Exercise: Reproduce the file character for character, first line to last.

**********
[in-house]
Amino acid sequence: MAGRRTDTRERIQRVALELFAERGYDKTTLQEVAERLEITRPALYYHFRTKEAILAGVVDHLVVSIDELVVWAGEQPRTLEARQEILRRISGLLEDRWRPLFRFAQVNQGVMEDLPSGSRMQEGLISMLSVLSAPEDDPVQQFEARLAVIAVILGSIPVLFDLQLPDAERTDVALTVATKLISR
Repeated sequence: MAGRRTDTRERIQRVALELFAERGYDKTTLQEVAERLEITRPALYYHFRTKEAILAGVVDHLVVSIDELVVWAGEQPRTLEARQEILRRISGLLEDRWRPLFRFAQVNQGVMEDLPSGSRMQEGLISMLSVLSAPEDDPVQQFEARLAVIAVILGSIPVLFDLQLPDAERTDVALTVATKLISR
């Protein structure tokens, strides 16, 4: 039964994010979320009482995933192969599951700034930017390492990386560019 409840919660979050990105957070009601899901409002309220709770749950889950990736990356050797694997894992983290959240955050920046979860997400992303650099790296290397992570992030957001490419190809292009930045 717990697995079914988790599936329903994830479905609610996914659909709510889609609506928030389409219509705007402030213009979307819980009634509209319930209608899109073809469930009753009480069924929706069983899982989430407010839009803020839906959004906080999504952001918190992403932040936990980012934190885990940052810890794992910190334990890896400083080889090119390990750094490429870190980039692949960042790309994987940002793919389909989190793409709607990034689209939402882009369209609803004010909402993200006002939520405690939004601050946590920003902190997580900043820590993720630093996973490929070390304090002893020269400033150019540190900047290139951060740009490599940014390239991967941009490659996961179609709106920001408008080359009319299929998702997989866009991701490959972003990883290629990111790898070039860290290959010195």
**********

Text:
[in-house]
Amino acid sequence: MAGRRTDTRERIQRVALELFAERGYDKTTLQEVAERLEITRPALYYHFRTKEAILAGVVDHLVVSIDELVVWAGEQPRTLEARQEILRRISGLLEDRWRPLFRFAQVNQGVMEDLPSGSRMQEGLISMLSVLSAPEDDPVQQFEARLAVIAVILGSIPVLFDLQLPDAERTDVALTVATKLISR
Repeated sequence: MAGRRTDTRERIQRVALELFAERGYDKTTLQEVAERLEITRPALYYHFRTKEAILAGVVDHLVVSIDELVVWAGEQPRTLEARQEILRRISGLLEDRWRPLFRFAQVNQGVMEDLPSGSRMQEGLISMLSVLSAPEDDPVQQFEARLAVIAVILGSIPVLFDLQLPDAERTDVALTVATKLISR
């Protein structure tokens, strides 16, 4: 039964994010979320009482995933192969599951700034930017390492990386560019 409840919660979050990105957070009601899901409002309220709770749950889950990736990356050797694997894992983290959240955050920046979860997400992303650099790296290397992570992030957001490419190809292009930045 717990697995079914988790599936329903994830479905609610996914659909709510889609609506928030389409219509705007402030213009979307819980009634509209319930209608899109073809469930009753009480069924929706069983899982989430407010839009803020839906959004906080999504952001918190992403932040936990980012934190885990940052810890794992910190334990890896400083080889090119390990750094490429870190980039692949960042790309994987940002793919389909989190793409709607990034689209939402882009369209609803004010909402993200006002939520405690939004601050946590920003902190997580900043820590993720630093996973490929070390304090002893020269400033150019540190900047290139951060740009490599940014390239991967941009490659996961179609709106920001408008080359009319299929998702997989866009991701490959972003990883290629990111790898070039860290290959010195």